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This specific complex emotion is called ‘the sublime,’ and it has its home in the mountains.That the sublime would be proper to mountains is unsurprising, for the term was first introduced by the classical Greek rhetorician Longinus to designate an “elevated” style of writing and speech, which was then translated as “sublimis” (“uplifting, lofty”) in subsequent Latin translations of the Greek original text. Perhaps you’ve run out a leader-line that’s propped on bad pro like a cheap string of Christmas lights gently but alarmingly swaying in the slightest breeze.
In films such as (1929) Fanck created stunning images of vulnerable male climbers exposed to nature’s elemental powers in the mountains (Fig. Critics have interpreted these films as signs of fascist inclinations, finding in the heroes’ submission to elemental forces “a mentality kindred to Nazi spirit” (Siegfried Kracauer) and “an anthology of proto-Nazi sentiments” (Susan Sontag); indeed, Fanck’s favorite actress, Leni Riefenstahl, directed and starred in her own mountain film (, 1935).
But, as film historians have observed, this interpretation omits or understates the fascinating and disquieting pleasure these films provided their huge audiences, a popularity that cannot be explained by the glorious landscapes or the melodramatic plots alone.
On August 8, 1786, the mountain previously called Mont Maudit (“the cursed mountain”) was climbed for the first time and renamed, and rebranded, Mont Blanc. Turner, famous for his impressionist portrayals of sublime mountainscapes (figures 1 and 2) toured the Alps in 1802, and Caspar David Friedrich, less interested in realistic landscapes than in the religious idealism of German Romanticism, tried to induce the feeling of the sublime by placing the viewer over the shoulder of the painting’s protagonist (figure 3).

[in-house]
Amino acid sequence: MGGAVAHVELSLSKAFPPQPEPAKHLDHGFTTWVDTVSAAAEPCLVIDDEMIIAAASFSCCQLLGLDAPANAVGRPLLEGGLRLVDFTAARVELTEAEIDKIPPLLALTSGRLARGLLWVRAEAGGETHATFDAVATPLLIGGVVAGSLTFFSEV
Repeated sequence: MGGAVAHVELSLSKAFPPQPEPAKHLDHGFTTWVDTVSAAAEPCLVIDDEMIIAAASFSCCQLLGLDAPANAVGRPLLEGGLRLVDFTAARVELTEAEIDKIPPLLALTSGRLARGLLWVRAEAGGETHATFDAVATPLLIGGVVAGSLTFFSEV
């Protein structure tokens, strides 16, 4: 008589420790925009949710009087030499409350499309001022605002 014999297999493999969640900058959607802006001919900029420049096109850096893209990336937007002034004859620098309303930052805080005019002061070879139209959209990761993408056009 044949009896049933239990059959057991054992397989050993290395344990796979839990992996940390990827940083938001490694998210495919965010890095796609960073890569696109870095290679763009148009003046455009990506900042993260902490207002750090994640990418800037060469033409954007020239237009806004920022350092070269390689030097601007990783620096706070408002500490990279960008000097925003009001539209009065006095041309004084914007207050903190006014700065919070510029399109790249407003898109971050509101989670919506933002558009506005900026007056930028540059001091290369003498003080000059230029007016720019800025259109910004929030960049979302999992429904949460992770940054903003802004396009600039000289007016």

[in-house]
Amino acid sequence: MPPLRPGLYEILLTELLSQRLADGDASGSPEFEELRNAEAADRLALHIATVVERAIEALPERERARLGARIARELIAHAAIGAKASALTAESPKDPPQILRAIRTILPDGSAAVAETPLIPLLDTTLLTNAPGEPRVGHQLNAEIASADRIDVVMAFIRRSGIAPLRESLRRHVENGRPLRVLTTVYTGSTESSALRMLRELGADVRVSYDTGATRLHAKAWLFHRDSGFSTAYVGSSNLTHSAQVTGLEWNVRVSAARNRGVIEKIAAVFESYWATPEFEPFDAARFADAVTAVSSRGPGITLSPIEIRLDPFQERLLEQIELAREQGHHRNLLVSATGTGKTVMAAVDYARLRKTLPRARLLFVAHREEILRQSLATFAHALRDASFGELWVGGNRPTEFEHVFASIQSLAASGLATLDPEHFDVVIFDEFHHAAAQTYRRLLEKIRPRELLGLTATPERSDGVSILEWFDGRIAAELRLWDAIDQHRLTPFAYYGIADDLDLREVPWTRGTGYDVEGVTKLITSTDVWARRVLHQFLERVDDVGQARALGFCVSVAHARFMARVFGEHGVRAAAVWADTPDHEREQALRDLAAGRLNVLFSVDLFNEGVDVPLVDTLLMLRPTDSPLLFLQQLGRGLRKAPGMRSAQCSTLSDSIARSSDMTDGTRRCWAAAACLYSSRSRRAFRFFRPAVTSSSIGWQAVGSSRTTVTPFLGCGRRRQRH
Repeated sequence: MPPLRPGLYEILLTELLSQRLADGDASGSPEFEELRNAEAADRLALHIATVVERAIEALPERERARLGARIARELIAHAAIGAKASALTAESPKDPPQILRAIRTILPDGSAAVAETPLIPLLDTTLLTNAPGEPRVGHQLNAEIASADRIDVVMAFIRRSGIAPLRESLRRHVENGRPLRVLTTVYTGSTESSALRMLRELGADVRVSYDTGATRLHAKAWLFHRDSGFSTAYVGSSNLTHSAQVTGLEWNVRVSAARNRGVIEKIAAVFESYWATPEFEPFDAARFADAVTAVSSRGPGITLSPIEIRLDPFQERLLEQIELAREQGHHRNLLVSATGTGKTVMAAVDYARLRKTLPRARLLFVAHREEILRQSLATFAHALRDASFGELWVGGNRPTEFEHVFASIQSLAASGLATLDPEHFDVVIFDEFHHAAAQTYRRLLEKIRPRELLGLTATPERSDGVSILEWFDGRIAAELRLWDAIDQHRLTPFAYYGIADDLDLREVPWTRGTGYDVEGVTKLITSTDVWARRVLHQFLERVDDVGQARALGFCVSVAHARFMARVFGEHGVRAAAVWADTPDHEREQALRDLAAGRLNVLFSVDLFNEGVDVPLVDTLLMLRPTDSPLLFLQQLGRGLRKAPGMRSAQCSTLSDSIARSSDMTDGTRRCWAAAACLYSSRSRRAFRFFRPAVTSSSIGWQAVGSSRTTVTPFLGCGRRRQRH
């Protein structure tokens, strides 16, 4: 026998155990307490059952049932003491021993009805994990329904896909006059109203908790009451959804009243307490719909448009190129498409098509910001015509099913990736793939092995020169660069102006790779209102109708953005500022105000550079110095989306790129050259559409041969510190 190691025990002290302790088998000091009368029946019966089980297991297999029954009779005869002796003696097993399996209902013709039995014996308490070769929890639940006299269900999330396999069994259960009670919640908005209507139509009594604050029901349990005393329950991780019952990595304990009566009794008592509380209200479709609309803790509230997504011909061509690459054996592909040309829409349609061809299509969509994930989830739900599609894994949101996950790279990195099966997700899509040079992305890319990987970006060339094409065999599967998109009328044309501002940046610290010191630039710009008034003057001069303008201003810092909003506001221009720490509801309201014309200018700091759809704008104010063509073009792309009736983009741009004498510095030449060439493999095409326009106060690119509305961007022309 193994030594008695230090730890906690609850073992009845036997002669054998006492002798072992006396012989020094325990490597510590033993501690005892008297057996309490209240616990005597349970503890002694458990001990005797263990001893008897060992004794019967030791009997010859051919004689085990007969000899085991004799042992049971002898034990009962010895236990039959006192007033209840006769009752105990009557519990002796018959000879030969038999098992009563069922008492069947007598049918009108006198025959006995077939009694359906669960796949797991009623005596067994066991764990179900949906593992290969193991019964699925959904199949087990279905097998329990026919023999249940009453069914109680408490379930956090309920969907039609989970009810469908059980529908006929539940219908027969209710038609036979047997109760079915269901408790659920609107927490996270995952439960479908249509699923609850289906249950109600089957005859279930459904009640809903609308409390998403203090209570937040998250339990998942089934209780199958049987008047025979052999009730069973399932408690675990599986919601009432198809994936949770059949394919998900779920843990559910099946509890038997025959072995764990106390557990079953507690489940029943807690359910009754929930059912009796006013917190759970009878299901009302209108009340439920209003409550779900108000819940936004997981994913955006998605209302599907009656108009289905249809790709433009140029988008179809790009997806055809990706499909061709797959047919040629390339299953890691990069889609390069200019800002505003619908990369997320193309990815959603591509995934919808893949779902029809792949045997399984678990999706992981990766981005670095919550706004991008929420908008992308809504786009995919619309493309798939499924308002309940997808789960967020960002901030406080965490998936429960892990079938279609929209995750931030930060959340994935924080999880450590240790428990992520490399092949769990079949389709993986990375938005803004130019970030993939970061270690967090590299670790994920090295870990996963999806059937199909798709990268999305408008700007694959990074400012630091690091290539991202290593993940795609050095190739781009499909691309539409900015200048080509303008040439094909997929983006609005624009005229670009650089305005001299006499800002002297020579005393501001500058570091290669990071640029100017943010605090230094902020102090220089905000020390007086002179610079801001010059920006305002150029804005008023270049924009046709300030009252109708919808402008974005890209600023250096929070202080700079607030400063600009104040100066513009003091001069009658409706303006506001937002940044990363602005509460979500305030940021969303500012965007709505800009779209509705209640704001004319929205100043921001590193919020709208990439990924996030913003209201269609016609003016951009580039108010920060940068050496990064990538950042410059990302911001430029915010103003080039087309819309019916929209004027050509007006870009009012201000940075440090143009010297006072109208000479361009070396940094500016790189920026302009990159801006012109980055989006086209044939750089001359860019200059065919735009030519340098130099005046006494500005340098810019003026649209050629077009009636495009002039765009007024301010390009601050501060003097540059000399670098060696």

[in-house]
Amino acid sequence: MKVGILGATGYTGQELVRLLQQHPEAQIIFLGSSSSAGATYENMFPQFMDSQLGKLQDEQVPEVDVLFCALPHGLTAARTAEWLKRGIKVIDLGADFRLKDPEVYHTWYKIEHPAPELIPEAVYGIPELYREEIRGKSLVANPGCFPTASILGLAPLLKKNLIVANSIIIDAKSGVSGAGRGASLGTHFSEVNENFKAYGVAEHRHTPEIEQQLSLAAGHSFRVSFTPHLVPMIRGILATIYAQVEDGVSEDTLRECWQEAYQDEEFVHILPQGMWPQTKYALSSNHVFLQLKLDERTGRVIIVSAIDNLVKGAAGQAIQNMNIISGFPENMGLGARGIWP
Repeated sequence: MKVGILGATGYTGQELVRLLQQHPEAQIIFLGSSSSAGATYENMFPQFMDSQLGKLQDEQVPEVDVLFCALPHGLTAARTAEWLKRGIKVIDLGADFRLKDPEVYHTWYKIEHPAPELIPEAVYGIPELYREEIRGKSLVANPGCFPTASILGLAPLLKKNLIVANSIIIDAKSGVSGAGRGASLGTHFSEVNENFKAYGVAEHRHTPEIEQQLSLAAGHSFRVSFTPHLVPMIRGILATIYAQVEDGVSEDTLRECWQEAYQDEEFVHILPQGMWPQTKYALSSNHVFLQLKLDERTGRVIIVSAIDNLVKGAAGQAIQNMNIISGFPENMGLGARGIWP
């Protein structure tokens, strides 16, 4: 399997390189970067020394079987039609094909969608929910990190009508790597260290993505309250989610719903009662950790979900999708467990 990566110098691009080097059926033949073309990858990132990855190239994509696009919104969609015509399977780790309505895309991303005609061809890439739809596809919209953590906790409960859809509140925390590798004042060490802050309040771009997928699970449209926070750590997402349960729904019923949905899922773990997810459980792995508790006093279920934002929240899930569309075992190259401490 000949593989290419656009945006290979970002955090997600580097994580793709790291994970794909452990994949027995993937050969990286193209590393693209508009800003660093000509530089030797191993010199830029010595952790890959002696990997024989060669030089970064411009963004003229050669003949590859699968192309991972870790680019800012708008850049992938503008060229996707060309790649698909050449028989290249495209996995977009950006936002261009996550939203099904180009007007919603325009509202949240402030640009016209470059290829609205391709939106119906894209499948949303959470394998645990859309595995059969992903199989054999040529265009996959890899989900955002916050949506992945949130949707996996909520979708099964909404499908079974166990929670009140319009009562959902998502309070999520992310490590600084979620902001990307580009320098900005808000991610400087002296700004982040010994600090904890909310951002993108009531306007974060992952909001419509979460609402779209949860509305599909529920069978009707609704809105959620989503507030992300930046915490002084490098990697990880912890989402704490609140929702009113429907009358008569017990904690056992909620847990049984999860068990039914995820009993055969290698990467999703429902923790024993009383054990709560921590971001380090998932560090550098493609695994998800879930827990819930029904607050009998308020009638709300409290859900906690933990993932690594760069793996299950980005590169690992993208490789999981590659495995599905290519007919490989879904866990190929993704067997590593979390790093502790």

Between 17 the fashionably wealthy participated in the fashion of taking a “Grand Tour” in Europe, which necessarily included a high-altitude hike in the Swiss Alps. By the end of the 18th century, one could experience the sublime on a package tour of the Alps like one goes to a roller coaster amusement park today.
The loftier a mountain, the greater is his desire to conquer it, to climb the highest peak and to enjoy the thrill of victory.
Nearly all the mountains of the world have now been conquered by the persistence and perseverance of man.Perhaps you’re standing on a thin ledge looking straight down a 2000-meter rock face into another country.We’ve all been there, and we all know the strange and unique combination of euphoria and fear that grips us in such moments.What, asked Kant, distinguishes the feeling of the sublime from simple fear, dread, anxiety, and so on?While fear is actually and wholly painful, the sublime is not; it is mixed with “delight”.The combination of physiological fear and intellectual belief for Kant indicates our dual nature as human beings belonging to both the realm of natural causal necessity and the realm of moral freedom.Thus when we experience the sublime we are most authentically human beings.Rather, the mountain films may also be seen as distinctly sublime embodiments of Weimar and indeed modern anxieties: an enveloping and alarming political obscurity arising from unexpected and rapid changes in technology, economic, and social relations.Just as a century earlier Kant had argued that the mountain sublime expressed our authentic human nature, the mountain film of the 1920s and 1930s depicted a fantastical image of physically and mentally undamaged, and politically uncompromised men risking their lives while secure in the knowledge of their climbing abilities and hence safety.These experiences were immortalized and stylized by the illustrious painters and lithographers of the day. And in turn, genuine explorers and mountaineers, for whom the feeling of the sublime was an inherent and welcome byproduct of their pursuit rather than merely a manufactured and commercialized commodity to be consumed, pressed higher, farther, up into the wild heights of more distant lands.The second great age of the sublime in Western culture occurred in the early decades of the twentieth-century, and once again occurred in the mountains, but this time on the film screen rather than the canvas.